Minimum Viable Product + Test & Learn

Many organizations have adopted the approach of completing extensive customer experience design work prior to launching a new experience. Whilst this approach has merit and can uncover new and innovative ways of engaging customers – Temenos’ experience has been that getting an acceptable Minimum Viable Product (MVP) in market combined with the analytics to understand how that MVP is performing and the agility to rapidly modify it based on real-world feedback yields exceptional results when looking for the optimal experience. Test & Learn when applied to the customer experience will help identify the areas that really need improvement as they are causing abandonment. Temenos Infinity Journeys provides clients with the analytics to home-in-on the problem areas of the experience and the agility to make changes one at a time (in hourly / daily releases) to improve conversion rates. Making releases one at a time (rather than grouped together in a major release) provides visibility as to whether the changes were positive or negative.

Support Save & Resume (for convenience & lead generation)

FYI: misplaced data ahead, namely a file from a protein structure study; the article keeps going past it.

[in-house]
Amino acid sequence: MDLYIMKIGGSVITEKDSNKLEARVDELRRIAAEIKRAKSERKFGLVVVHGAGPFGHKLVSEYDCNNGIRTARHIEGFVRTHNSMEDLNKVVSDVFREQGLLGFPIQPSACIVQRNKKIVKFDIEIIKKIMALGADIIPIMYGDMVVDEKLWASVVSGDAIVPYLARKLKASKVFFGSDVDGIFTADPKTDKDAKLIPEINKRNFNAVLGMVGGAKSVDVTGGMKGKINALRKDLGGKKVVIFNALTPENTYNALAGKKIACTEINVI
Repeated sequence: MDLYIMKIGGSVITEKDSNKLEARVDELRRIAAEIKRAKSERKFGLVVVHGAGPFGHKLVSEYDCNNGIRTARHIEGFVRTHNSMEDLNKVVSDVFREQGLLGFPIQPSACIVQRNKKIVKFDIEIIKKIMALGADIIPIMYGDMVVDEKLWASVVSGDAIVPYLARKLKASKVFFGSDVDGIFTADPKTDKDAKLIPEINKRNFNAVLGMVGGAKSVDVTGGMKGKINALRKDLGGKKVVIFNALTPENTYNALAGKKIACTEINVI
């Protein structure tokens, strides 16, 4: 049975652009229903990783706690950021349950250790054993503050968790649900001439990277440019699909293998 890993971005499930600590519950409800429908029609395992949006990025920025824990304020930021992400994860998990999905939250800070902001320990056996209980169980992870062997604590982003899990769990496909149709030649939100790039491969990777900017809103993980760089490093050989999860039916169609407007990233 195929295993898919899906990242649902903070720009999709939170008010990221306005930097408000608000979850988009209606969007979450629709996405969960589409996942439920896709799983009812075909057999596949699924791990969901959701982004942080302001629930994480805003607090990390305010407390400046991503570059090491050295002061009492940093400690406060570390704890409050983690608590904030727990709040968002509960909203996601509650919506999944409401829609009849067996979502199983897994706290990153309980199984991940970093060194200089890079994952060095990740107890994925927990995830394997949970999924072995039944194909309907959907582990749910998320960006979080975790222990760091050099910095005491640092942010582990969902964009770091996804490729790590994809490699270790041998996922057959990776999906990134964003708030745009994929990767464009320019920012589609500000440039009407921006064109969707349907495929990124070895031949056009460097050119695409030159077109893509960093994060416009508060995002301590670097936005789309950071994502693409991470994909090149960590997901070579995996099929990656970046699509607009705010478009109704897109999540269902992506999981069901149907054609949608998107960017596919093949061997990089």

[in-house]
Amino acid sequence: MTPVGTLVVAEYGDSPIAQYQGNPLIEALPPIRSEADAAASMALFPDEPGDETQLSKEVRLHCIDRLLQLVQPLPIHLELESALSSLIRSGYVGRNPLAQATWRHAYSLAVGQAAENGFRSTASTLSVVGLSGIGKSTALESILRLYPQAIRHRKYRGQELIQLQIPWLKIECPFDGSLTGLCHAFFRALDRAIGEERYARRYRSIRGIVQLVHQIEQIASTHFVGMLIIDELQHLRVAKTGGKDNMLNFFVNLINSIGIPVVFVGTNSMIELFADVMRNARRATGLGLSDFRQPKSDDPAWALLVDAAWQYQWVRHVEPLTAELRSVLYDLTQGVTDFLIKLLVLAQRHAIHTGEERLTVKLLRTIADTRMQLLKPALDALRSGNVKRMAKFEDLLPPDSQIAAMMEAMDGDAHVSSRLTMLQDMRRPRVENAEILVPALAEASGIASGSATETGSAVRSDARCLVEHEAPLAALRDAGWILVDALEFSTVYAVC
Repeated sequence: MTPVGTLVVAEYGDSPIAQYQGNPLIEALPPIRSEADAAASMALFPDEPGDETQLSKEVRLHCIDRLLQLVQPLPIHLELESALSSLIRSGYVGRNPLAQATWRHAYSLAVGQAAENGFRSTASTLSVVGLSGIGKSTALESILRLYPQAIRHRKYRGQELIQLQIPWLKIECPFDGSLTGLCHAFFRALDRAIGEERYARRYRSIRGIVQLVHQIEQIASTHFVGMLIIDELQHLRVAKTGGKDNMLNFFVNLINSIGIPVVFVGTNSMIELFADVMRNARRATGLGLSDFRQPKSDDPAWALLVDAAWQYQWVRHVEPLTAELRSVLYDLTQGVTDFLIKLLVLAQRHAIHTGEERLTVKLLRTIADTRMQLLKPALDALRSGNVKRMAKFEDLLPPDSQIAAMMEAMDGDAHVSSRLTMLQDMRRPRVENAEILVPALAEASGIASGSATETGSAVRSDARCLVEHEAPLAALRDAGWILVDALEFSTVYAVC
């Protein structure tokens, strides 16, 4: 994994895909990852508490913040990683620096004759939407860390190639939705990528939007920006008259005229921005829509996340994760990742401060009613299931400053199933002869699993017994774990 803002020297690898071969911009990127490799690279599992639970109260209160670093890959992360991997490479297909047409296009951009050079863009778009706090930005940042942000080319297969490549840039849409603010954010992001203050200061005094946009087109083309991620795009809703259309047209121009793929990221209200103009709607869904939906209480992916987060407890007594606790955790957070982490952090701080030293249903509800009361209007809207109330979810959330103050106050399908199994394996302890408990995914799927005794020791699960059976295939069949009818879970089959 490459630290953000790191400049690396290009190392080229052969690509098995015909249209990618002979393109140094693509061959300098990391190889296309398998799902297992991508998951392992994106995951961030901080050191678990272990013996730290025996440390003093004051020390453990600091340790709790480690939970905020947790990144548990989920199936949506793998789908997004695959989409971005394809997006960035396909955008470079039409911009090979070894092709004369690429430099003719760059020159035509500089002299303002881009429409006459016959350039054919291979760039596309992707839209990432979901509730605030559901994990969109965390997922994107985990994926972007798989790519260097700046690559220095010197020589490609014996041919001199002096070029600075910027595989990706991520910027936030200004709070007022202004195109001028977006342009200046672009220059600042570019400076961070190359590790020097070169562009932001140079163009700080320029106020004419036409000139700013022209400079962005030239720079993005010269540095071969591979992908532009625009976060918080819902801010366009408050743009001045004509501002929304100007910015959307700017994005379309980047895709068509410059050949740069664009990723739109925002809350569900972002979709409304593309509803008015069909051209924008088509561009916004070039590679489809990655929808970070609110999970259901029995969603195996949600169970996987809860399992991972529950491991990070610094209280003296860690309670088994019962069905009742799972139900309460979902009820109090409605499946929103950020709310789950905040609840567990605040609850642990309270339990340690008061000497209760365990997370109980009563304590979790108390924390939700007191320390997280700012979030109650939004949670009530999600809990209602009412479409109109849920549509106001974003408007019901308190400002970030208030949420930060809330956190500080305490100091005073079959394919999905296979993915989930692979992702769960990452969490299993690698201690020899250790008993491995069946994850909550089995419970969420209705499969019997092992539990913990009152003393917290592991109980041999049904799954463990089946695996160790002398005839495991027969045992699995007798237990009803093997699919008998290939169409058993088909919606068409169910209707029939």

Applying for a financial product can be complex – often requiring information that the customer may not have at hand. So, particularly in product applications with over 20 fields of information to be completed (which is most!) provide an easy option to Save & Resume for new-to-bank customers. It is preferable that you don’t ask prospective customers to create an account with a User ID and Password. We have found it easier for customers (take the friction out!) to generate a unique ID for the application, allow the customer to send this to themselves in an email / SMS and use a piece of information in the application (e.g. Surname, Cell Phone Number or ask them to choose a 4 digit PIN or answer a simple question “What was the color of your first car”) as a mechanism for accessing the application.

Focus on the Customer Experience First

For many organizations, digital customer experience means “straight-through processing” (STP) and integration all the way through to core business systems…after all, why wouldn’t you? However, aging systems that need to be replaced, expensive integration projects and scarce IT resources often mean STP can’t be achieved – so nothing changes. Temenos Infinity Journeys is designed along the System Of Engagement principles with loose coupling to core systems. This means the organization can focus on the customer experience independent of what’s happening with core systems. If integration isn’t possible – the customer experience can be delivered as an omnichannel experience with manual back-office processes. If integration is possible – then STP can be achieved or migrated too once possible.

The ‘key’ is to deliver a great customer experience regardless of core system capabilities – because imposing the limitations of core systems on the customer will result in lower customer acquisition and customer retention rates. They won’t stand for a poor experience.

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Blog,
Don Bergal – Sr. Vice President, Marketing